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Remember the children at Christmas

Nicholas Cotter, who lived in a simple frame house on Worsely Street, opened his home to the Children's Aid Society following the death of his wife and daughter

“There is no delight so wholesome and so enjoyable to the average man or woman as that which comes through causing sweet innocent happiness in a child."

Those were the opening words in a brief Northern Advance article from December 1916 as the Children’s Shelter in Barrie was celebrating its second Christmas.

“Now just think what a grand opportunity this gives you to make them joyful. Just a few toys, candies fruit or nuts will work wonderful wonders in them and you.”

This refuge for children with nowhere else to go was the result of an extremely charitable act by a man, with little prestige or money, who possessed a kind heart and had seen more than his fair share of tragedy.

Nicholas Cotter was a shoemaker by trade and lived in a simple frame house on the north side of Worsely Street. Sandwiched between the very old stucco-covered log row house on the corner, and the much grander brick homes along the street, number 76 was nothing fancy.

Mr. Cotter had arrived from Penetanguishene as a young man and married Sarah Bailey shortly thereafter.

The couple remained childless for many years, but were pleasantly surprised by the arrival of a daughter in 1902. Alice May Cotter was born when her parents were past the age of 40 years.

In 1912, Sarah Cotter was already struggling with the effects of the dreaded tuberculosis bacterium when meningitis arrived in the household and cruelly took away her nearly 10-year-old daughter.

Two years after the passing of Alice May, Sarah herself was gone.

Nicholas Cotter could not bear to be in his house alone. Within weeks of Sarah’s death, he offered his home to the local Children’s Aid Society and asked that it be known as the Alice May Cotter Children’s Shelter.

A reporter for the Barrie Examiner toured the shelter just after its December 1914 opening.

“The Shelter is a roughcast building of medium size situated in Worsley Street, one of the prettiest and best kept streets in the Town and the view from its windows is cheerful. The grounds are not extensive but are clean and well-kept.”

The article went on to describe the freshly cleaned and painted interior and strong floral scent throughout owing to the multitude of congratulatory bouquets in every corner of the house.

Rows of tiny cots were observed in the dormitory rooms, the kitchen and bathroom were deemed to be most modern and a hospital room, for those common but deadly illnesses of the time, was noted.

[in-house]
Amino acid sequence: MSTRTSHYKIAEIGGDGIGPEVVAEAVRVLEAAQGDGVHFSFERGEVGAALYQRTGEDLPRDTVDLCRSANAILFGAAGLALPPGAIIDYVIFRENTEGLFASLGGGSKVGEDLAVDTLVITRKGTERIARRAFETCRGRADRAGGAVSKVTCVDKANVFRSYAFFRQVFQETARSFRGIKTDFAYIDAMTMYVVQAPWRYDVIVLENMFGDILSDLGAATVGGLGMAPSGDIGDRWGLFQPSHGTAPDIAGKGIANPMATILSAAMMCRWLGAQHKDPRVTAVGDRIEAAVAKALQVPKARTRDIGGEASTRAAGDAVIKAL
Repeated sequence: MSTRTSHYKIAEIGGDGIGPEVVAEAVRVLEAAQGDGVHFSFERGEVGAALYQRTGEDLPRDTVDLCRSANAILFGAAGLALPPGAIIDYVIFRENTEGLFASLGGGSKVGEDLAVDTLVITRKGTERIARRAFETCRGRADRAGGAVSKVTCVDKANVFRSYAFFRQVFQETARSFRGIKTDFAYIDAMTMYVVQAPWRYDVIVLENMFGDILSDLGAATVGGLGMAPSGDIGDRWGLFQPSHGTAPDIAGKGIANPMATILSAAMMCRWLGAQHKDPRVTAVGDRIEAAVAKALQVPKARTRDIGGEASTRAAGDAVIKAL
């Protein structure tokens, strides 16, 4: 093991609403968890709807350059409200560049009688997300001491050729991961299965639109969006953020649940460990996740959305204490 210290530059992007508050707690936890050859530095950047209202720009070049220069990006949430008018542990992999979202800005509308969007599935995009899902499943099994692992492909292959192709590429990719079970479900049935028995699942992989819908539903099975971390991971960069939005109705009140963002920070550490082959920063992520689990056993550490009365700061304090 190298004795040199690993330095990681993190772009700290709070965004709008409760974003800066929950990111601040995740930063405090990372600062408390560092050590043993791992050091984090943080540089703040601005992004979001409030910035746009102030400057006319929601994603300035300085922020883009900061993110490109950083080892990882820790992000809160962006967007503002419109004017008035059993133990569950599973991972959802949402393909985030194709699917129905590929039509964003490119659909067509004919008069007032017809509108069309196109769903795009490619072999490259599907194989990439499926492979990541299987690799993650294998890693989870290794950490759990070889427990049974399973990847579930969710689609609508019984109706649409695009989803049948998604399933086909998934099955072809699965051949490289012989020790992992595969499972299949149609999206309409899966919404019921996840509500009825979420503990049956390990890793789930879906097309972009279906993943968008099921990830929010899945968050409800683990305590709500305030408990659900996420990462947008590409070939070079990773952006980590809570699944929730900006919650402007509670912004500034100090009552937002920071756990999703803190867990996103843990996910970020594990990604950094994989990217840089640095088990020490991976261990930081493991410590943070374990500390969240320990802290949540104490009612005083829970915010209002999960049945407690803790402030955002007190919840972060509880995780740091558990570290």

The writer didn’t fail to see a fitting piece of décor in the girls’ sleeping quarters.

“One of the pictures is a daguerreotype of sweet little Alice May Cotter and one is reminded in looking at it that her short life has not been in vain.”

The resident children came from all sorts of circumstances. Most arrived into care as a result of a parent’s death, incarceration or indefinite hospitalization.

These were still cruel days for those who had met with unfortunate circumstances beyond their control.

The poor and the elderly with no family still regularly passed away within the walls of the Barrie Jail, their only shelter.

Before Mr. Cotter’s generous act, children in need had been cared for by a network of caring families in their own homes in Barrie. The Alice May Cotter Shelter centralized the work that had been going on in the town for some 20 years by then.

Within a couple of years, Children’s Aid Societies and shelters became government regulated and, as Barrie was the county town, the natural choice for a common children’s home was in this community.

Mr. Cotter’s house, which could accommodate 12 to 14 young ones, was too small for this purpose and the shelter relocated to 172 Elizabeth St.

The good-hearted shoemaker lived out the rest of his days in his Worsley Street home, with his second wife, Joanna, whom he married in 1917. He passed away on July 19, 1922.

Each week, the Barrie Historical Archive provides BarrieToday readers with a glimpse of the city’s past. This unique column features photos and stories from years gone by and is sure to appeal to the historian in each of us.

Mary Harris

About the Author: Mary Harris

Mary Harris is the Director of History and Research at the Barrie Historical Archive. The Barrie Historical Archive is a free, online archive that centralizes Barrie's historical content.
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